This means reflection and quality thinking are vital, for tactical and strategic ways forward as well as personal development.  So, if you are investing in yourself and coaching, why not maximise the benefits and take a walk?


Get in touch if you’d like to arrange a coaching session, or read more about my walk, think, do coaching.  

“In every walk with nature, one receives far more than he seeks.”- John Muir 


Chenhao Hu, Ke Zhu, Kun Huang, Bo Yu, Wenchen Jiang, Kaiping Peng, Fei Wang,

Using natural intervention to promote subjective well-being of essential workers during public-health crises: A Study during COVID-19 pandemic, Journal of Environmental Psychology, Volume 79,2022,101745, ISSN 02724944,

Grant, Anthony & Curtayne, Linley & Burton, Geraldine. (2009). Executive coaching enhances goal attainment, resilience and workplace well-being: A randomised controlled study. The Journal of Positive Psychology. 4. 396-407. 10.1080/17439760902992456. 

Jimenez MP, DeVille NV, Elliott EG, Schiff JE, Wilt GE, Hart JE, James P. Associations between Nature Exposure and Health: A Review of the Evidence. Int J Environ Res Public Health. 2021 Apr 30;18(9):4790. doi: 10.3390/ijerph18094790. PMID: 33946197; PMCID: PMC8125471.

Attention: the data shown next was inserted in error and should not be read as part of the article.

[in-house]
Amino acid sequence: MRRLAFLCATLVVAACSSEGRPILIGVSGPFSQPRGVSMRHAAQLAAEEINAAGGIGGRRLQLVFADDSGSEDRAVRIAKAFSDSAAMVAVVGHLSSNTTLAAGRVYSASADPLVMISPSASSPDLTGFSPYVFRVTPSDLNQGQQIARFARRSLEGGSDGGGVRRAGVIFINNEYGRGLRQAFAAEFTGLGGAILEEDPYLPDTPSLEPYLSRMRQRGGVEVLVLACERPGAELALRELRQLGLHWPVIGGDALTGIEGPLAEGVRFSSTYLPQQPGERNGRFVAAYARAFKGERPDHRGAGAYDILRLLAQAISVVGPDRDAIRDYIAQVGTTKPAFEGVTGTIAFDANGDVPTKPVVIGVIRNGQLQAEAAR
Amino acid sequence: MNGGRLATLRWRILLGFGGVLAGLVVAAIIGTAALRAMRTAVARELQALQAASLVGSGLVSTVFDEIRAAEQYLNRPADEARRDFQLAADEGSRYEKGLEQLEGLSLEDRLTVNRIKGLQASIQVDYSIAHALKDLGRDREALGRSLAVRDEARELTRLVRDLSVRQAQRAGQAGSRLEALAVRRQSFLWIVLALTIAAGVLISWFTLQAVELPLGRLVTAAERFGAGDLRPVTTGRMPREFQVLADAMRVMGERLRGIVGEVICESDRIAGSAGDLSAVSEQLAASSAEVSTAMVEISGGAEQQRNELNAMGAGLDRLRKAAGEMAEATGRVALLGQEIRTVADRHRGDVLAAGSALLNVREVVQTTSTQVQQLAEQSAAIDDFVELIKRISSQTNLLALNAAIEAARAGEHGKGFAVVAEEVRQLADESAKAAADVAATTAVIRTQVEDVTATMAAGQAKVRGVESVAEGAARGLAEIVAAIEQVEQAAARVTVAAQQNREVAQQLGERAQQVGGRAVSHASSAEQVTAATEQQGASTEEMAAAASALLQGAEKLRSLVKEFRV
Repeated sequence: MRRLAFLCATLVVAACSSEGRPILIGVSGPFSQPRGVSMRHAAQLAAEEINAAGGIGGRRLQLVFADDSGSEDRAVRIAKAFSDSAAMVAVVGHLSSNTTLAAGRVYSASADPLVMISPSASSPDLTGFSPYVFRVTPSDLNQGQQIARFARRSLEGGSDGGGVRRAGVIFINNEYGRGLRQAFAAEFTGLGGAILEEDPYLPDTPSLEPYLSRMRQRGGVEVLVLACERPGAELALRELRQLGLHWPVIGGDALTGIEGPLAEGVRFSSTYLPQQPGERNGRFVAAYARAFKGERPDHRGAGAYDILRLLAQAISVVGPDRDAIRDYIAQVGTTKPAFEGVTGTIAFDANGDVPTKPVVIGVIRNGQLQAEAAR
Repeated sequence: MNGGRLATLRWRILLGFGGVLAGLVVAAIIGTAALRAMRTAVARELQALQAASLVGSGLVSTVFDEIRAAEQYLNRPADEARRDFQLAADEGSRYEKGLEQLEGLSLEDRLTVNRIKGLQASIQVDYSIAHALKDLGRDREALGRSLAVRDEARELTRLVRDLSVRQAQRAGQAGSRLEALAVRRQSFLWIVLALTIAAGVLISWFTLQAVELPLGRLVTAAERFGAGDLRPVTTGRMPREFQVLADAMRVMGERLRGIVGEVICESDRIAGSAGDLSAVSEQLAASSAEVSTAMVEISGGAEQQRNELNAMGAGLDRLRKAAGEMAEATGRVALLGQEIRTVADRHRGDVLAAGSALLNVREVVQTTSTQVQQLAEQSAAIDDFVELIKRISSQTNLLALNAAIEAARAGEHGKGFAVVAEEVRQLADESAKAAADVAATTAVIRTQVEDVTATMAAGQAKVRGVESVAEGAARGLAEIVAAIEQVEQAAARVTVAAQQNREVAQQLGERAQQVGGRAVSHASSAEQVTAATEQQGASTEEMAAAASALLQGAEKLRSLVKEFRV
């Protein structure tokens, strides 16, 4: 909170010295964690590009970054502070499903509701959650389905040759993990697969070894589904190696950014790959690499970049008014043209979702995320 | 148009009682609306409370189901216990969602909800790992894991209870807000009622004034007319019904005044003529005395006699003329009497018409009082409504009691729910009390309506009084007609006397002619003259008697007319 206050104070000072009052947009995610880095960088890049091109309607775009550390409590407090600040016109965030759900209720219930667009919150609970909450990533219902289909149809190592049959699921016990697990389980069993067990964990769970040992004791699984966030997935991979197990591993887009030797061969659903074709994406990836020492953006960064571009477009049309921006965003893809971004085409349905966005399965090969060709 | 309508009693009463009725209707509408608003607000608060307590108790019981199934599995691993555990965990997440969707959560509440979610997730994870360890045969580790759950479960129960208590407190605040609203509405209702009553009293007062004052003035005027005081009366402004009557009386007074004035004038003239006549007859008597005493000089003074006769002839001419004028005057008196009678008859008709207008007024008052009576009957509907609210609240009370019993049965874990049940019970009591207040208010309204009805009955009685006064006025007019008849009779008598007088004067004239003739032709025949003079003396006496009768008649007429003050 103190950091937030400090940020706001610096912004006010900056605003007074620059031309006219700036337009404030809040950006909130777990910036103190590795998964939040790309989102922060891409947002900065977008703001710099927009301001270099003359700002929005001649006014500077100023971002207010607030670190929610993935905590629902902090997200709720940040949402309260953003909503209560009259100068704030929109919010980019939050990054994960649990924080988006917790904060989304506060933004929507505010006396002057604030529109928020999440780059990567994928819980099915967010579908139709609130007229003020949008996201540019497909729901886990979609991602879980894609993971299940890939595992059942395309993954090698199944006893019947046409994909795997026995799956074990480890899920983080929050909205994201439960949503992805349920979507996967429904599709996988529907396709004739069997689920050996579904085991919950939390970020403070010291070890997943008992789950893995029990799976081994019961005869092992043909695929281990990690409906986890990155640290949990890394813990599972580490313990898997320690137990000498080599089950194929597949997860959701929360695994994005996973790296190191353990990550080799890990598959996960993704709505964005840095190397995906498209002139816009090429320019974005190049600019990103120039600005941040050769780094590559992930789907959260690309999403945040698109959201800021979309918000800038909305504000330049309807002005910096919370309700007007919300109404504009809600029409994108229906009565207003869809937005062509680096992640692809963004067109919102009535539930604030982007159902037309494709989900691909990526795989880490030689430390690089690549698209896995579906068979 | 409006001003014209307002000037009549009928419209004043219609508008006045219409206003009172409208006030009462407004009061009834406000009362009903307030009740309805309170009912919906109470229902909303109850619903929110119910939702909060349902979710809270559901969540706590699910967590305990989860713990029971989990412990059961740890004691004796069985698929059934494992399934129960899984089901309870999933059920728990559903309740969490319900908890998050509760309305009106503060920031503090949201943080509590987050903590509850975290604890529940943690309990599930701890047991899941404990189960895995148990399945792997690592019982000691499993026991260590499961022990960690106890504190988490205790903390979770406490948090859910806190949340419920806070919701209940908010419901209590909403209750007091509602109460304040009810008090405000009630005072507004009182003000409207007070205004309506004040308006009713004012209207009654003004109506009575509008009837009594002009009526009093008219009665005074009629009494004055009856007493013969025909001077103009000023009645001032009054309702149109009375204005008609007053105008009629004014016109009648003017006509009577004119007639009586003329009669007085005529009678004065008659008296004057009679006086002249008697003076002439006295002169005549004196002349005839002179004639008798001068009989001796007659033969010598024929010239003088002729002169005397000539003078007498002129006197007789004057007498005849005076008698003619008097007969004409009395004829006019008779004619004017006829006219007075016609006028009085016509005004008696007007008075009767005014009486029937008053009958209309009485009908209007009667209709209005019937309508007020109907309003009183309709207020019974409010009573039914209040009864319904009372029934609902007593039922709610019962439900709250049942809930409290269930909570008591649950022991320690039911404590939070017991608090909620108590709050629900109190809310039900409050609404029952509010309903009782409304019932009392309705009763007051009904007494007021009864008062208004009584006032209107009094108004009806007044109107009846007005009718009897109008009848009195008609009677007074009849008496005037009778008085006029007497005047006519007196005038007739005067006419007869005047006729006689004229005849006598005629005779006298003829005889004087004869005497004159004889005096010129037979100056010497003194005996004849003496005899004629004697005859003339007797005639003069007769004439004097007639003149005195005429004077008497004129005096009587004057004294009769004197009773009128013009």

Johansson, M., Hartig, T. and Staats, H. (2011), Psychological Benefits of Walking: Moderation by Company and Outdoor Environment. Applied Psychology: Health and Well-Being, 3: 261-280.

Ledochowski L, Ruedl G, Taylor AH, Kopp M. Acute effects of brisk walking on sugary snack cravings in overweight people, affect and responses to a manipulated stress situation and to a sugary snack cue: a crossover study. PLoS One. 2015 Mar 11;10(3):e0119278. doi: 10.1371/journal.pone.0119278. PMID: 25760042; PMCID: PMC4356559.

Losch S, Traut-Mattausch E, Mühlberger MD, Jonas E. Comparing the Effectiveness of Individual Coaching, Self-Coaching, and Group Training: How Leadership Makes the Difference. Front Psychol. 2016 May 3;7:629. doi: 10.3389/fpsyg.2016.00629. PMID: 27199857; PMCID: PMC4853380.

Nagamatsu LS, Chan A, Davis JC, Beattie BL, Graf P, Voss MW, Sharma D, Liu-Ambrose T. Physical activity improves verbal and spatial memory in older adults with probable mild cognitive impairment: a 6-month randomized controlled trial. J Aging Res. 2013;2013:861893. doi: 10.1155/2013/861893. Epub 2013 Feb 24. PMID: 23509628; PMCID: PMC3595715.

Rita Berto, Exposure to restorative environments helps restore attentional capacity,

Journal of Environmental Psychology, Volume 25, Issue 3, 2005,

Pages 249-259, ISSN 0272-4944,

Tine, M. T., & Butler, A. G. (2012). Acute aerobic exercise impacts selective attention: an exceptional boost in lower-income children. Educational Psychology, 32(7), 821–834.